How to Dispose of Your Old Christmas Tree
The holiday has passed and your tree is starting to dry up. Here are some eco-friendly Christmas tree disposal methods, plus some inventive DIY solutions.
If the holidays are about giving, then January is about ridding. There’s so much to purge. The torn wrapping paper. The novelty socks. The extra five pounds. And, of course, that needle-shedding Christmas tree that’s becoming more of a fire hazard every day.
What might seem like an obvious solution—burning it in the fireplace—turns out to be a bad idea. Fresher evergreens are full of sap and creosote, and produce a dirty, oily smoke. Drier trees tend to burn dangerously fast and hot, spitting sparky needles everywhere. Disposing your old tree in an outdoor bonfire might seem safer, but poses its own set of fire hazards.
So what to do with this holiday guest that has outstayed its welcome?
Your community might have programs in place to help take it off your hands. Check with your local trash-hauling company; many will pick up your tree free of charge if you put it out on the curb on garbage day during the first two weeks of January. Sometimes the Boy Scouts or community organizations provide pick-up for a nominal fee. And in places where no one will take your tree, there is often a site where you can drop it yourself for little or no charge—Home Depot locations sometimes provide this service. In any case, make sure the ornaments, tinsel, lights, and stand have been removed before Old Balsam leaves the house.
Thinking Outside the (Gift) Box
Some communities dispose of trees in more creative ways. In the Portland area, for example, a group called Trout Unlimited collects trees most years at city drop-off points. (This program is, unfortunately, on hiatus this year due to COVID-19 concerns.) Then, in an operation dubbed Christmas for Coho, volunteers drop trees in the Necanicum River, creating both a food source and a protective environment for baby salmon. Other communities use dead evergreens to help shore up eroding beaches and riverbanks. For instance, the city of San Diego has a program where trees are turned into mulch and wood chips, which are then provided to the community free of charge. And some zoos collect pines for use in animal enrichment programs. Keep your eyes and ears open for similar opportunities where you live.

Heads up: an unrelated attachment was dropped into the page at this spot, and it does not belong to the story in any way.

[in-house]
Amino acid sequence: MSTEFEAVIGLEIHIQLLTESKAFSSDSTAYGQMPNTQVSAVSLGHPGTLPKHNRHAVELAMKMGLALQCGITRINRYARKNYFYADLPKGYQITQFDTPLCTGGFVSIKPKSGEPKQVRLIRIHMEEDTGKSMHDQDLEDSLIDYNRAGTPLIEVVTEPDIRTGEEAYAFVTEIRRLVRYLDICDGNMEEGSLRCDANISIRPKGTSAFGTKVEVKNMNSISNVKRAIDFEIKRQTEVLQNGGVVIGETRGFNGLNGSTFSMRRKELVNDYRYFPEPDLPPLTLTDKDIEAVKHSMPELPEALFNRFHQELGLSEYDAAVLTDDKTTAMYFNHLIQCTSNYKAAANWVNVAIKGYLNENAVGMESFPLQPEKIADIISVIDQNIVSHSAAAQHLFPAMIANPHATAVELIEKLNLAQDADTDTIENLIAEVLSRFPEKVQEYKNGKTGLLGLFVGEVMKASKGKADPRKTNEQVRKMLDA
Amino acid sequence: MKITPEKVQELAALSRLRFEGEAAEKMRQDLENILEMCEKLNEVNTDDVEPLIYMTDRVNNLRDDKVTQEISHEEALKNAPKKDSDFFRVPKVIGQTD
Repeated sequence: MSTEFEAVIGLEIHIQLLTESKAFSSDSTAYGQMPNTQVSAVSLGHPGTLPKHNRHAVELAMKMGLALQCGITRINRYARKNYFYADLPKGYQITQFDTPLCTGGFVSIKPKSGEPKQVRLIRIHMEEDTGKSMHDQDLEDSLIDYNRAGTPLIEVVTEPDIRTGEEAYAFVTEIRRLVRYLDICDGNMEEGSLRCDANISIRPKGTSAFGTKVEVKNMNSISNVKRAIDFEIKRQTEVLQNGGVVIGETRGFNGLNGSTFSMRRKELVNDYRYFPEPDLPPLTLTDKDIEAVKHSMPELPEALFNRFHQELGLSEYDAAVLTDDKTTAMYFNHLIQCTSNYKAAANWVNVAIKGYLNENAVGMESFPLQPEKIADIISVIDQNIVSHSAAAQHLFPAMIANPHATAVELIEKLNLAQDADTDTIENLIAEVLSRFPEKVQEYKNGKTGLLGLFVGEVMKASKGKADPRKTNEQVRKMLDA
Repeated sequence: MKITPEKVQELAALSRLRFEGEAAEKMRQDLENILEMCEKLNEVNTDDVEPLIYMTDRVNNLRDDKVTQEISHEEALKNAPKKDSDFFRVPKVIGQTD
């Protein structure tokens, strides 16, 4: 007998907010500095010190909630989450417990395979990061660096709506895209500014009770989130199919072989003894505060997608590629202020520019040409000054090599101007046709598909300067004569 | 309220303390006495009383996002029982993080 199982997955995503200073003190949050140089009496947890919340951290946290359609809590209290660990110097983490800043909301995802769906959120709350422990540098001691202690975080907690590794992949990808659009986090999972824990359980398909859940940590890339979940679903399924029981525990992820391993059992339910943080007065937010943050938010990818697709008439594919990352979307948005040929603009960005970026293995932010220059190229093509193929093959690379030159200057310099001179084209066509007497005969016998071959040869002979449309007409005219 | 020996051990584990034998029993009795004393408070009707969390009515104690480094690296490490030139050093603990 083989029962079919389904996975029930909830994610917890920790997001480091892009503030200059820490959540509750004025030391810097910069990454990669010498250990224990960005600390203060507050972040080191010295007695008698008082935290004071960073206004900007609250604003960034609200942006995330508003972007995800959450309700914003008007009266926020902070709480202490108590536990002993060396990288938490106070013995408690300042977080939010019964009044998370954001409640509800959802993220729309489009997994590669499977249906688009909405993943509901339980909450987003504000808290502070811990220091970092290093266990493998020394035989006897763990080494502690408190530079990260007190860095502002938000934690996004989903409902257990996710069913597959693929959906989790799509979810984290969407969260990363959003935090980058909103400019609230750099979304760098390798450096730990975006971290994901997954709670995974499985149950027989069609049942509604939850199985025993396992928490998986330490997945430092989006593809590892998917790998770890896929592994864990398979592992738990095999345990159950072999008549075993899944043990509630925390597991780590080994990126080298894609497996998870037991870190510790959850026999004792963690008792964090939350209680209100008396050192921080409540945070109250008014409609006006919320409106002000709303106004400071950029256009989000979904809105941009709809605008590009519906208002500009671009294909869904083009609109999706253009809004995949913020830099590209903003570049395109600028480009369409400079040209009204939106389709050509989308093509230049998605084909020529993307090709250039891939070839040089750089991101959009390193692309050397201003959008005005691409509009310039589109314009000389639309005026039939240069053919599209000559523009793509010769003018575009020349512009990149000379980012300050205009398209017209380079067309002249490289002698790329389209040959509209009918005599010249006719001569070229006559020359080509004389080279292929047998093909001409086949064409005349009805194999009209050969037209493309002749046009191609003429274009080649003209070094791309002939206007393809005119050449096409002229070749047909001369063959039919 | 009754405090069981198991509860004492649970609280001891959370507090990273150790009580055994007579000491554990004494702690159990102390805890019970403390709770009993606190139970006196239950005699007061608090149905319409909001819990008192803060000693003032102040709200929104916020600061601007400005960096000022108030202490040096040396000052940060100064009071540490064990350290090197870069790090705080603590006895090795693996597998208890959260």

You might find eco-friendly ways to use the spent tree in your own backyard. You can hang fruit, suet, and seed socks from it and turn it into a huge bird feeder, for example. Strip boughs from it and place them over raised beds to provide plants with insulation and protection from rain and snow. Use the needles for groundcover. Rent a wood chipper and turn the trunk into mulch. Stick branches in the ground that your vining plants can use as a climbing trellis next spring. And if you’re really out of inspiration, you can always cut the tree into sections and dispose of it with your other biodegradable waste.
Courtesy of Getty Images
If the idea of tearing your onetime holiday centerpiece limb from limb and leaving it in the backyard is a little unsettling, there are creative ways to keep the tree, or at least parts of it, at home with you. The needles, for example, can be used in sachets, reminding you of Christmas every time you open your sweater drawer. The trunk can be cut into disks good for any number of craft projects. Bigger pieces make good trivets, medium varnished ones become coasters, and small thin circles make great surfaces for decorating. You can let the kids paint some to make ornaments for next year, taking it full-circle and artfully transforming that perishable symbol of the holidays from a potential fire hazard into the gift that keeps on giving.
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